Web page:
MOFFETT FIELD, Calif. --
As the 129th Rescue Wing's recruiting team reflects on last year's success of being named the California Air National Guard Recruiting Office of the Year for bringing in more than 180 new Airmen to the unit, they're already receiving awards this year.
The recruiting team received National Guard Bureau awards for the most critical accessions and highest average accessions for the first quarter of fiscal year 2010.
"The recruiters are doing a great job, compared to where we were when pretty much all of us first got here," said Master Sgt. Michael Vargas, the 129th recruiting office supervisor. "My goal is for us to be where everyone else in the State of California is, until we get there I'm going to keep pushing them harder and harder."
The maintenance group currently has the most job openings at the 129th RQW. Every month more than 50 percent of the applicants brought into the 129th RQW go into a maintenance career field, Sergeant Vargas said.
"Without people working on our aircraft it's difficult to keep them in the air and doing our job," said Sergeant Vargas. "Our focus right now is what we call precision recruiting. It's all about finding the right person at the right time for the right career field."
The most common request recruiters at the 129th RQW get from applicants is "I want to be a PJ" or "how can I become a pilot?" when statistically only about 5 percent of PJ applicants actually make it past the test. After explaining more options to the applicants the recruiters prescreen and qualify them for careers that are best for both the applicant and the unit, said Tech. Sgt. Khamsone Manisisaket, part of the 129th RQW recruiting team.
Contrary to popular belief, recruiters are in fact out for their applicants' best interest, they aren't paid on commission, and are by far the first people a new recruit should trust and always turn to for help.
"Sometimes the hardest thing is making the applicant see what you're trying to explain to them," Sergeant Vargas said. "It's hard to convince those people that we're going to take care of them, how marketable their career field will be in the civilian world, and what their job will be like."
Dealing with parents is usually always a challenge for recruiters as well because they have this conception about what the military is like because they only know what they've seen on television or in movies so they think their child is going to be sent to Iraq within a few months and never come back, said Sergeant Vargas.
"Unfortunately people often look at the military as a last resort," said former active duty recruiter Tech. Sgt. Rick Williams, part of the 129th RQW recruiting team. "When everything else they've tried in life fails then they consider joining the military, like they're losing. Really, they're winning, they're just viewing it wrong."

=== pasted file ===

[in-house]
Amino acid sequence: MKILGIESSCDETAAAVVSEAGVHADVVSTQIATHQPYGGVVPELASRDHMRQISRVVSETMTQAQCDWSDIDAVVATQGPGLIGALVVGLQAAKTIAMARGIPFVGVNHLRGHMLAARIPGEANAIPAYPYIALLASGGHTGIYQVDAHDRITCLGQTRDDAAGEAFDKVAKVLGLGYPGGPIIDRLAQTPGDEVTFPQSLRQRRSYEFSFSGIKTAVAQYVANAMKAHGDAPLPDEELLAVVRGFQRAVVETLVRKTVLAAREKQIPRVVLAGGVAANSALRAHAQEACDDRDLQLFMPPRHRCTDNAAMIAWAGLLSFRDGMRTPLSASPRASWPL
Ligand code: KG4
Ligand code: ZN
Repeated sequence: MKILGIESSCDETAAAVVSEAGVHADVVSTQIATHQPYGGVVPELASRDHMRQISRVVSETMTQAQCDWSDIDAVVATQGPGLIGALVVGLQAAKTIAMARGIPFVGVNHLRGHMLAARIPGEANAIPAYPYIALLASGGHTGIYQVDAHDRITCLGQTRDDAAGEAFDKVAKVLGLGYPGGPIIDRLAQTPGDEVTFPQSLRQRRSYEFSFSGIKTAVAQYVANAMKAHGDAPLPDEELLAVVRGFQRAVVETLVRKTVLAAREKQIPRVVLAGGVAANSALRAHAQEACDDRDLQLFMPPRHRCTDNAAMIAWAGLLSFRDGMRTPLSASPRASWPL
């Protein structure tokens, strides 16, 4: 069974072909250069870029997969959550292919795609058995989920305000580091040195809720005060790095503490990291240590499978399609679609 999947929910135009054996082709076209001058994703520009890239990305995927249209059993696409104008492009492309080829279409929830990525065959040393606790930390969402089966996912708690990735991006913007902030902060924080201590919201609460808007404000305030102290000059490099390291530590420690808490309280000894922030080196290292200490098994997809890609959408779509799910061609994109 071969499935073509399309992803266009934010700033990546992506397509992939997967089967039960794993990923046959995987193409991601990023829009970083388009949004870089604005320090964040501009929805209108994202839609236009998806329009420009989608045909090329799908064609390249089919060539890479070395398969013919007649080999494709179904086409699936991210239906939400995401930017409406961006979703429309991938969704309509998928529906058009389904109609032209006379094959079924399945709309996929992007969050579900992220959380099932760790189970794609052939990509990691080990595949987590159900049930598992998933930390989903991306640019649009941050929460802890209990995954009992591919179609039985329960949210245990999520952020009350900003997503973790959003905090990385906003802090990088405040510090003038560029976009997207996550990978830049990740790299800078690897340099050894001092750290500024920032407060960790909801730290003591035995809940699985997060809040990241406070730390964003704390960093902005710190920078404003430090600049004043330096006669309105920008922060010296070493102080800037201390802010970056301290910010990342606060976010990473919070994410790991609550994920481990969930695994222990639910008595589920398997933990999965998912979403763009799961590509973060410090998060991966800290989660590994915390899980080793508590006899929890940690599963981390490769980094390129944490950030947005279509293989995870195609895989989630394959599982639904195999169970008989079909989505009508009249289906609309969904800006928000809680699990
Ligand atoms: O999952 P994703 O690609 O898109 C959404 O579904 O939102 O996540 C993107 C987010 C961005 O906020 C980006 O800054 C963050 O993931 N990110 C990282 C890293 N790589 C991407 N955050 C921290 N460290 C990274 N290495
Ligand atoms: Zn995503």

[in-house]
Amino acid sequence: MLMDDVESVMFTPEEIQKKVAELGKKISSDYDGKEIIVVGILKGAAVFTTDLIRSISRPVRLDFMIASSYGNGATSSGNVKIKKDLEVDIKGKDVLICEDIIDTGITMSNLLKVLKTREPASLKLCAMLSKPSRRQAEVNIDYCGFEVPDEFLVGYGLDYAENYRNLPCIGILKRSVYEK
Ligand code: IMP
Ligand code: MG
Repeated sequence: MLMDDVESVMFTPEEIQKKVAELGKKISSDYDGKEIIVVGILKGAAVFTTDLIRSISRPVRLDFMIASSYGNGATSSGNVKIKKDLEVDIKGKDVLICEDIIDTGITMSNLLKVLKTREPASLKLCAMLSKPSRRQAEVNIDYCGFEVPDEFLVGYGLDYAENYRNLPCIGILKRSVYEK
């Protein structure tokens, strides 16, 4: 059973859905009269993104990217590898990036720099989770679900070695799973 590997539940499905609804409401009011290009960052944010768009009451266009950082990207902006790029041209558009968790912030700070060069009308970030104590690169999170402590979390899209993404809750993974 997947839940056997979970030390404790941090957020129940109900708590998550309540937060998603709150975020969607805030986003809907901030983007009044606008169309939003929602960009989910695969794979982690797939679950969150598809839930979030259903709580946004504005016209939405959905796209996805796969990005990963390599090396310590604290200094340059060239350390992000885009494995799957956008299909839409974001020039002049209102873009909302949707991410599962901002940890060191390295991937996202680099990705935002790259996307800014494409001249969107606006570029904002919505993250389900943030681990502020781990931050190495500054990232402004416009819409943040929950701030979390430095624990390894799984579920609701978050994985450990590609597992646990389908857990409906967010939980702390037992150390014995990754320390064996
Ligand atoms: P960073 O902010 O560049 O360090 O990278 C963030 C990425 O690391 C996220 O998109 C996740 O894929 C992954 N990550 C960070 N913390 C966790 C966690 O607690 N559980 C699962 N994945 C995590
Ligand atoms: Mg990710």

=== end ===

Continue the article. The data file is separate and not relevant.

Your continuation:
An advantage for ANG recruiters is having the unit right around the corner, so applicants can visit the base, get introduced to the people they would be working with, and physically show them what it is they are going to be doing, Sergeant Williams said.
"We try to explain that we're like the part time version of the Air Force, the hometown version. You won't be sent off to North Dakota for the next six years. You're here at home," he said. "It keeps us very honest because we'll be seeing our recruits at drill for the next couple of years so we want them to be happy. It's definitely more of a family approach."
Being such a tight knit unit, the 129th RQW's Airmen take pride in the unit, look after their fellow wingmen, and share the benefits and opportunities of the Guard to one another, said Tech. Sgt. Radek Ciesielski, a recruiter with the 129th RQW since 2009 and recipient of the Recruiter Recognition Award for enlisting 10 applicants in one month.
"One of my applicants enlisted into our maintenance unit and told his mother about the enlistment age change and a week later she enlisted into the Medical Group. Now they're in student flight together preparing to go to basic training," he said.
With new recruits from places like Jamaica, Bulgaria, Ukraine, India, Vietnam and even Belize, the 129th RQW's Airmen are extremely diverse.
"I've brought in around 32 applicants since becoming a recruiter, all with extremely different stories," said Sergeant Ciesielski.
Once a month the 129th RQW recruiting team attends big events like professional and college football games, local air shows, job fairs and high school visits. Recruiters are there to speak with interested applicants, set up appointments and represent and promote the ANG, said Sergeant Ciesielski.
"I think recruiting is the weirdest job because it's like farming, you have to plant seeds," Sergeant Williams said. "When first speaking to students at high school or college events they don't make a decision at that moment whether or not they want to join the military. They'll go home and think about it for two, three or maybe even six months before we ever hear from them. The information seeds you plant now will bear fruit later."
If you're interested in speaking with a recruiter about joining the Air National Guard or would like more information please contact:
129th Recruiting Office
284 Moffett Blvd. Ste A
Mountain View, CA 94043
Master Sgt. Michael Vargas
Recruiting Office Supervisor
Tech. Sgt. Radek "Ski" Ciesielski
Tech Sgt. Khamsone "Mani" Manisisaket
Tech Sgt. Paul "Rick" Williams